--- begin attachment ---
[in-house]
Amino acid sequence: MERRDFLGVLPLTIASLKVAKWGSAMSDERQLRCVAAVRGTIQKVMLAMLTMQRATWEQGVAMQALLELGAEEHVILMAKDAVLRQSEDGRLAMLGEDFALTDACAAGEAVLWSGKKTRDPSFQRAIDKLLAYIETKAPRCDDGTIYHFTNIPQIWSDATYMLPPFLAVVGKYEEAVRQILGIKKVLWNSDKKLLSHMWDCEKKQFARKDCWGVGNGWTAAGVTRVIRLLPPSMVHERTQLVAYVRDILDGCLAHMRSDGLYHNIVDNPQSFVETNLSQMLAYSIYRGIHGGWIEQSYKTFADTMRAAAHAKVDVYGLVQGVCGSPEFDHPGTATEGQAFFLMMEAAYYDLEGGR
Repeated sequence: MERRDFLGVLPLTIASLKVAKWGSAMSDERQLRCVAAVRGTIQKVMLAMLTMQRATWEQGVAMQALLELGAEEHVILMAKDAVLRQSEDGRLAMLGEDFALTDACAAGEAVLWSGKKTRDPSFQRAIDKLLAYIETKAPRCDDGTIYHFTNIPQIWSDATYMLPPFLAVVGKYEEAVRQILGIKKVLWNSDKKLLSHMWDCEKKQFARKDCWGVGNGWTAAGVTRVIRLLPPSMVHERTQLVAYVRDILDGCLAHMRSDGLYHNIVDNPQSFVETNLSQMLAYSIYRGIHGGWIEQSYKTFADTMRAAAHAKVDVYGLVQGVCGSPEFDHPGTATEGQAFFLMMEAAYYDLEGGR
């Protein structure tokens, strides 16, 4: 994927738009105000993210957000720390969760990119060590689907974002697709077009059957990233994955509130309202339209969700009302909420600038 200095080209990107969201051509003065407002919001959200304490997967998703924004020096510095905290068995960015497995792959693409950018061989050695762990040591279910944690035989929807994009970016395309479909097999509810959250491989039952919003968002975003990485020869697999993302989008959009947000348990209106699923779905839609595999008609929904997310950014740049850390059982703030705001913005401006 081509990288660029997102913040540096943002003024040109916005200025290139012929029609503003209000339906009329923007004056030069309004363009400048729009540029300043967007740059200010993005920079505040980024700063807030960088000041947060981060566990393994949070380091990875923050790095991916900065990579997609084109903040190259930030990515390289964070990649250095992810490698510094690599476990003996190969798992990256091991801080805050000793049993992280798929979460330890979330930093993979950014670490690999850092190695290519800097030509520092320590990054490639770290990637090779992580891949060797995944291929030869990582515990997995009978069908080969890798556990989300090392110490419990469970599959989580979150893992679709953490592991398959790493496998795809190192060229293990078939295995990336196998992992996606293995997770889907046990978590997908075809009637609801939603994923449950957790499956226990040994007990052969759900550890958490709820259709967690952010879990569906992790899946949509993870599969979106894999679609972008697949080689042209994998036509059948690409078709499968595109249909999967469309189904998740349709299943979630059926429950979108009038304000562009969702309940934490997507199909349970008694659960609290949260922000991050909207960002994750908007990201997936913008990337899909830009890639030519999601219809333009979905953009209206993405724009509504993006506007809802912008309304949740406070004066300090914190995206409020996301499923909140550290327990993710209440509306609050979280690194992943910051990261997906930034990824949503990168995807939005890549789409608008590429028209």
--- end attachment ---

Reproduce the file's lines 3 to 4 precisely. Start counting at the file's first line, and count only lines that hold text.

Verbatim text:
Repeated sequence: MERRDFLGVLPLTIASLKVAKWGSAMSDERQLRCVAAVRGTIQKVMLAMLTMQRATWEQGVAMQALLELGAEEHVILMAKDAVLRQSEDGRLAMLGEDFALTDACAAGEAVLWSGKKTRDPSFQRAIDKLLAYIETKAPRCDDGTIYHFTNIPQIWSDATYMLPPFLAVVGKYEEAVRQILGIKKVLWNSDKKLLSHMWDCEKKQFARKDCWGVGNGWTAAGVTRVIRLLPPSMVHERTQLVAYVRDILDGCLAHMRSDGLYHNIVDNPQSFVETNLSQMLAYSIYRGIHGGWIEQSYKTFADTMRAAAHAKVDVYGLVQGVCGSPEFDHPGTATEGQAFFLMMEAAYYDLEGGR
């Protein structure tokens, strides 16, 4: 994927738009105000993210957000720390969760990119060590689907974002697709077009059957990233994955509130309202339209969700009302909420600038 200095080209990107969201051509003065407002919001959200304490997967998703924004020096510095905290068995960015497995792959693409950018061989050695762990040591279910944690035989929807994009970016395309479909097999509810959250491989039952919003968002975003990485020869697999993302989008959009947000348990209106699923779905839609595999008609929904997310950014740049850390059982703030705001913005401006 081509990288660029997102913040540096943002003024040109916005200025290139012929029609503003209000339906009329923007004056030069309004363009400048729009540029300043967007740059200010993005920079505040980024700063807030960088000041947060981060566990393994949070380091990875923050790095991916900065990579997609084109903040190259930030990515390289964070990649250095992810490698510094690599476990003996190969798992990256091991801080805050000793049993992280798929979460330890979330930093993979950014670490690999850092190695290519800097030509520092320590990054490639770290990637090779992580891949060797995944291929030869990582515990997995009978069908080969890798556990989300090392110490419990469970599959989580979150893992679709953490592991398959790493496998795809190192060229293990078939295995990336196998992992996606293995997770889907046990978590997908075809009637609801939603994923449950957790499956226990040994007990052969759900550890958490709820259709967690952010879990569906992790899946949509993870599969979106894999679609972008697949080689042209994998036509059948690409078709499968595109249909999967469309189904998740349709299943979630059926429950979108009038304000562009969702309940934490997507199909349970008694659960609290949260922000991050909207960002994750908007990201997936913008990337899909830009890639030519999601219809333009979905953009209206993405724009509504993006506007809802912008309304949740406070004066300090914190995206409020996301499923909140550290327990993710209440509306609050979280690194992943910051990261997906930034990824949503990168995807939005890549789409608008590429028209």